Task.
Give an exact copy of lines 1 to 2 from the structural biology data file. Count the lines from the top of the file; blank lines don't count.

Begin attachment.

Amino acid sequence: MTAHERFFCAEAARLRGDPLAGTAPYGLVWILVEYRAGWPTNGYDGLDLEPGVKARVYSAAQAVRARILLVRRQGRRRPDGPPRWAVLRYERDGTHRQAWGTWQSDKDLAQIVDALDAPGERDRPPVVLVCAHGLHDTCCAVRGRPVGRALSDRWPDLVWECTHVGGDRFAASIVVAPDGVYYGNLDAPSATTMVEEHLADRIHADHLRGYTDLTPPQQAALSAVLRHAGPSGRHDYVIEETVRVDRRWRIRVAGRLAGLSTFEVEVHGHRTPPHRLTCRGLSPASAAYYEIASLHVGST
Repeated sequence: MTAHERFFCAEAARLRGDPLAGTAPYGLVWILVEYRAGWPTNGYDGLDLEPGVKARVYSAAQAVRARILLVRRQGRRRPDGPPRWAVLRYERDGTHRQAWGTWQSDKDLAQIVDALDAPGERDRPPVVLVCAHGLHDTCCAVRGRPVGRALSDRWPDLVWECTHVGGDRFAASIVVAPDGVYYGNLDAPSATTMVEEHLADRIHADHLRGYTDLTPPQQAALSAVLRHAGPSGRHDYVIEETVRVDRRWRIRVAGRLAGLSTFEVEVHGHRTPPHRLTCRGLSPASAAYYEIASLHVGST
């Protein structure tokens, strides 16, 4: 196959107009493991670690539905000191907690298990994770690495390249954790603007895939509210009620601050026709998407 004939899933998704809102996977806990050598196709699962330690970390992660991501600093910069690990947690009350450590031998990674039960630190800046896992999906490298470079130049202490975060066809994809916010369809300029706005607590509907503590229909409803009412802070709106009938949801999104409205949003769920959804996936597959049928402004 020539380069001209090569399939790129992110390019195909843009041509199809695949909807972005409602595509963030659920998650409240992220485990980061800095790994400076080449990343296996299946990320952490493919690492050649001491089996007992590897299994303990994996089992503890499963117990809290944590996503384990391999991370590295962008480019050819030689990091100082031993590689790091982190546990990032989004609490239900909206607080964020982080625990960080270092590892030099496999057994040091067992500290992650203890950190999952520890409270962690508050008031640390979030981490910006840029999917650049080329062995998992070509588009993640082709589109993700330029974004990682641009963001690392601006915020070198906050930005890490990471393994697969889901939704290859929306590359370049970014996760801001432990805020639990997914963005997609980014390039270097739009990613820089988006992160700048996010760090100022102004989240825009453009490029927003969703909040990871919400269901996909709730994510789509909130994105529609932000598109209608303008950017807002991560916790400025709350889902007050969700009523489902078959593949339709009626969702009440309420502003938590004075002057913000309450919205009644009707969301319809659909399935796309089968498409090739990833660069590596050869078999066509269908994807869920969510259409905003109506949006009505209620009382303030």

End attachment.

Amino acid sequence: MTAHERFFCAEAARLRGDPLAGTAPYGLVWILVEYRAGWPTNGYDGLDLEPGVKARVYSAAQAVRARILLVRRQGRRRPDGPPRWAVLRYERDGTHRQAWGTWQSDKDLAQIVDALDAPGERDRPPVVLVCAHGLHDTCCAVRGRPVGRALSDRWPDLVWECTHVGGDRFAASIVVAPDGVYYGNLDAPSATTMVEEHLADRIHADHLRGYTDLTPPQQAALSAVLRHAGPSGRHDYVIEETVRVDRRWRIRVAGRLAGLSTFEVEVHGHRTPPHRLTCRGLSPASAAYYEIASLHVGST
Repeated sequence: MTAHERFFCAEAARLRGDPLAGTAPYGLVWILVEYRAGWPTNGYDGLDLEPGVKARVYSAAQAVRARILLVRRQGRRRPDGPPRWAVLRYERDGTHRQAWGTWQSDKDLAQIVDALDAPGERDRPPVVLVCAHGLHDTCCAVRGRPVGRALSDRWPDLVWECTHVGGDRFAASIVVAPDGVYYGNLDAPSATTMVEEHLADRIHADHLRGYTDLTPPQQAALSAVLRHAGPSGRHDYVIEETVRVDRRWRIRVAGRLAGLSTFEVEVHGHRTPPHRLTCRGLSPASAAYYEIASLHVGST